Asked who was responsible for the £30m editorial spending at the NoW – which paid hacker Glenn Mulcaire £100,000 a year – Mrs Brooks replied: “The managing editor’s department.”
In the second session of her evidence at the Old Bailey, Mrs Brooks described Mr Kuttner, also accused of plotting to hack phones, as “incredibly hard-working and very diligent.”
Asked by her barrister Jonathan Laidlaw QC: “To what extent did you rely upon him?”, Mrs Brooks, replied: “I relied upon him a lot, almost completely to manage the process of the money, but that’s not to say I wouldn’t be involved if there was a problem.”
She said that she had never heard of Mulcaire during her editorship of the News of the World between May 2000 and January 2003.
Mr Laidlaw asked: “Had anyone so far as you can remember spoken his name in your presence?” “No,” she replied.
Mr Laidlaw continued: “Was any involvement in that practice [phone hacking] ever drawn to your attention.” “No,” she told the jury.
Opening the defence this morning, Mr Laidlaw told the jury they were only at the “half-way point” in the trial, and that he could understand if they had been confused by the prosecution’s case, which he said had been jumbled and taken out of chronological order.
“I can’t promise to make sense of everything,” he told the nine women and three men. “But we are at least determined to try to address the material that has been introduced.”
Mr Laidlaw stressed that it was up to the prosecution to prove its case, rather than for Mrs Brooks to establish her innocence.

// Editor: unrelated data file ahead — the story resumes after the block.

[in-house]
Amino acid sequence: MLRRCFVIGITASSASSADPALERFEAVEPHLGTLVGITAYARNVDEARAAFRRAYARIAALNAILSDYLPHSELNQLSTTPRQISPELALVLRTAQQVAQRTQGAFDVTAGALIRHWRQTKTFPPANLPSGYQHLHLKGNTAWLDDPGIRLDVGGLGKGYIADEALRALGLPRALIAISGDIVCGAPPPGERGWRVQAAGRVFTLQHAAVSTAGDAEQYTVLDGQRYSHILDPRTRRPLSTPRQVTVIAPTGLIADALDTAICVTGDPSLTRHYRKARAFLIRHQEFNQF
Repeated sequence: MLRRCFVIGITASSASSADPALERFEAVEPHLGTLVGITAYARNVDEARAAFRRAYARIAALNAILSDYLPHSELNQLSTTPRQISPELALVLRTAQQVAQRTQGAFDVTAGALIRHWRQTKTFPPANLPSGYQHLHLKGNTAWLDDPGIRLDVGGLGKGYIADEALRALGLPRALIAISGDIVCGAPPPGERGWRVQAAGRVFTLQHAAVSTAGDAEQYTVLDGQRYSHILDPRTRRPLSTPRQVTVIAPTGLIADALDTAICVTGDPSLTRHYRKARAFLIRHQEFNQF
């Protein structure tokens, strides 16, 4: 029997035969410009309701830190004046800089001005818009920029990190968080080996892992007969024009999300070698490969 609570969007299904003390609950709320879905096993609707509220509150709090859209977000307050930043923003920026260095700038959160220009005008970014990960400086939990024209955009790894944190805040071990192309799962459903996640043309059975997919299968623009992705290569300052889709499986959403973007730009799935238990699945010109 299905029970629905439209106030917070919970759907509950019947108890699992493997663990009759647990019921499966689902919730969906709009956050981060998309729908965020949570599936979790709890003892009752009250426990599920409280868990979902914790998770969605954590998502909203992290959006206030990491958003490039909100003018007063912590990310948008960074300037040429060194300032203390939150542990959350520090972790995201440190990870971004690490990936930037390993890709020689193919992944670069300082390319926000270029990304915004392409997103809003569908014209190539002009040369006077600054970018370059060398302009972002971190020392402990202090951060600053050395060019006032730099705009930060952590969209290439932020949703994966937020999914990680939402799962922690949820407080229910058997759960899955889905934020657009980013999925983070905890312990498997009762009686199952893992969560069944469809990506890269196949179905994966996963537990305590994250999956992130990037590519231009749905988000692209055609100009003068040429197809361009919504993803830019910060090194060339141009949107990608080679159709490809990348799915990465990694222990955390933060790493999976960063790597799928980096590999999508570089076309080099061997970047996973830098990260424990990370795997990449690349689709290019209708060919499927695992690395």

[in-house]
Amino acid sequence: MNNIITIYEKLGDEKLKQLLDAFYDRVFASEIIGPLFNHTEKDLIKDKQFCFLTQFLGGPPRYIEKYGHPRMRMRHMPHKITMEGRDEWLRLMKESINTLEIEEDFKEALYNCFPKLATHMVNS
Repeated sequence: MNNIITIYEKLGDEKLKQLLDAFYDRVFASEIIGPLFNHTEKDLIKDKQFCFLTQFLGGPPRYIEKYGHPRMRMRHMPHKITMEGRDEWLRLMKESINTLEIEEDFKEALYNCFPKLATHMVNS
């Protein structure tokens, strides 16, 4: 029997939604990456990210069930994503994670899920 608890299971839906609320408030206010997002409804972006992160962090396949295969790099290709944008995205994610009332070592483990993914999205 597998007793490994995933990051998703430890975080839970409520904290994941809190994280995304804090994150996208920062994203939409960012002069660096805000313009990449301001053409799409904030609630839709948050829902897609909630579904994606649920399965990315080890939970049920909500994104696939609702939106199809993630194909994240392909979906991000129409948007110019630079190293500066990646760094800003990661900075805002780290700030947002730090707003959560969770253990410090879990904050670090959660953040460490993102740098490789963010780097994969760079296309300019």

He told the jury to remove extraneous thoughts from their minds, saying:
“Although these allegations arise in the course of Mrs Brooks’s employment, she is not being tried because she was an editor of a tabloid newspaper. Neither is she on trial for having worked for Rupert Murdoch’s company, or having worked her way up through the organisation. She is not being tried for News International’s strategy, its policies or its corporate views.”
He added that the jury and the jury alone would decide the outcome of the case. After months of the prosecution case, they would hear from Mrs Brooks “as she is” – and not “as she is described or spoken of elsewhere.”
Before Mrs Brooks began her evidence, Mr Justice Saunders directed the jury to acquit her on one of the two charges against her of conspiring to commit misconduct in public office.
The prosecution had alleged that Mrs Brooks had authorised the purchase of a picture of Prince William in a bikini from a public official, but the judge reminded the jury there was “uncertainty” as to where the picture had originated.
Mrs Brooks, who denies alleged conspiracies to hack phones, commit misconduct in public office and pervert the course of justice, will continue giving evidence tomorrow. Mr Kuttner’s defence will begin later in the case.